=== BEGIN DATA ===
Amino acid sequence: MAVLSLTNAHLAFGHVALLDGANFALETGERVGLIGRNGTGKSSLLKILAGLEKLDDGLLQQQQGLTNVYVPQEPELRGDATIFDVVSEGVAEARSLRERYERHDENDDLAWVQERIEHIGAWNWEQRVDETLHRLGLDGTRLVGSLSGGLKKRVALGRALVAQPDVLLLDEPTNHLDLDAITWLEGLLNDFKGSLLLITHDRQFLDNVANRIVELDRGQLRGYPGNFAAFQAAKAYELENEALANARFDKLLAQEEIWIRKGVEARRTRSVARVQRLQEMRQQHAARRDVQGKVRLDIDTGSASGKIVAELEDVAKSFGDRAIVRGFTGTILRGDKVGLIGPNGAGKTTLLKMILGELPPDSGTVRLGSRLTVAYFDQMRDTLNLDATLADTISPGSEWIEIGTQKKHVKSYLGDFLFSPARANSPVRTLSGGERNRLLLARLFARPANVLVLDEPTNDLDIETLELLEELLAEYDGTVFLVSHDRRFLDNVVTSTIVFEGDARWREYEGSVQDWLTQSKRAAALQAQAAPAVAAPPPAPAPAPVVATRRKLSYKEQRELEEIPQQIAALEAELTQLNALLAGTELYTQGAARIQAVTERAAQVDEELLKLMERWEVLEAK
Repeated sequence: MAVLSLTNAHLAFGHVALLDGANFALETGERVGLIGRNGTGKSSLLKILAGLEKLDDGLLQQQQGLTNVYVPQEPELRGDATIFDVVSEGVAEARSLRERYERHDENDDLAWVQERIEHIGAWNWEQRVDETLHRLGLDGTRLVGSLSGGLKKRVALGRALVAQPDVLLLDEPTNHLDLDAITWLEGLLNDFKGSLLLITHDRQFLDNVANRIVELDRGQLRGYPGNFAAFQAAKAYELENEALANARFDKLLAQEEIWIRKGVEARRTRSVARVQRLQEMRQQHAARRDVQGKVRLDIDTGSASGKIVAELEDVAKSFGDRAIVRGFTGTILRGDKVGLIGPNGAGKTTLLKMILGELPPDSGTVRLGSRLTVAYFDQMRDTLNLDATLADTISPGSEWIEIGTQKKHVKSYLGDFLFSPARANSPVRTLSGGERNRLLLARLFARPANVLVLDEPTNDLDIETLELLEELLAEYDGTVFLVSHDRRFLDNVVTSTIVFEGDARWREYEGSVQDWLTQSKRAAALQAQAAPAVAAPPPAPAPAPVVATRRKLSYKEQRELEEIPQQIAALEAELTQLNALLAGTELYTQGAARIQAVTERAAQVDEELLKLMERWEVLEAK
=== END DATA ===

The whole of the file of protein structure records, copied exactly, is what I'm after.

Amino acid sequence: MAVLSLTNAHLAFGHVALLDGANFALETGERVGLIGRNGTGKSSLLKILAGLEKLDDGLLQQQQGLTNVYVPQEPELRGDATIFDVVSEGVAEARSLRERYERHDENDDLAWVQERIEHIGAWNWEQRVDETLHRLGLDGTRLVGSLSGGLKKRVALGRALVAQPDVLLLDEPTNHLDLDAITWLEGLLNDFKGSLLLITHDRQFLDNVANRIVELDRGQLRGYPGNFAAFQAAKAYELENEALANARFDKLLAQEEIWIRKGVEARRTRSVARVQRLQEMRQQHAARRDVQGKVRLDIDTGSASGKIVAELEDVAKSFGDRAIVRGFTGTILRGDKVGLIGPNGAGKTTLLKMILGELPPDSGTVRLGSRLTVAYFDQMRDTLNLDATLADTISPGSEWIEIGTQKKHVKSYLGDFLFSPARANSPVRTLSGGERNRLLLARLFARPANVLVLDEPTNDLDIETLELLEELLAEYDGTVFLVSHDRRFLDNVVTSTIVFEGDARWREYEGSVQDWLTQSKRAAALQAQAAPAVAAPPPAPAPAPVVATRRKLSYKEQRELEEIPQQIAALEAELTQLNALLAGTELYTQGAARIQAVTERAAQVDEELLKLMERWEVLEAK
Repeated sequence: MAVLSLTNAHLAFGHVALLDGANFALETGERVGLIGRNGTGKSSLLKILAGLEKLDDGLLQQQQGLTNVYVPQEPELRGDATIFDVVSEGVAEARSLRERYERHDENDDLAWVQERIEHIGAWNWEQRVDETLHRLGLDGTRLVGSLSGGLKKRVALGRALVAQPDVLLLDEPTNHLDLDAITWLEGLLNDFKGSLLLITHDRQFLDNVANRIVELDRGQLRGYPGNFAAFQAAKAYELENEALANARFDKLLAQEEIWIRKGVEARRTRSVARVQRLQEMRQQHAARRDVQGKVRLDIDTGSASGKIVAELEDVAKSFGDRAIVRGFTGTILRGDKVGLIGPNGAGKTTLLKMILGELPPDSGTVRLGSRLTVAYFDQMRDTLNLDATLADTISPGSEWIEIGTQKKHVKSYLGDFLFSPARANSPVRTLSGGERNRLLLARLFARPANVLVLDEPTNDLDIETLELLEELLAEYDGTVFLVSHDRRFLDNVVTSTIVFEGDARWREYEGSVQDWLTQSKRAAALQAQAAPAVAAPPPAPAPAPVVATRRKLSYKEQRELEEIPQQIAALEAELTQLNALLAGTELYTQGAARIQAVTERAAQVDEELLKLMERWEVLEAK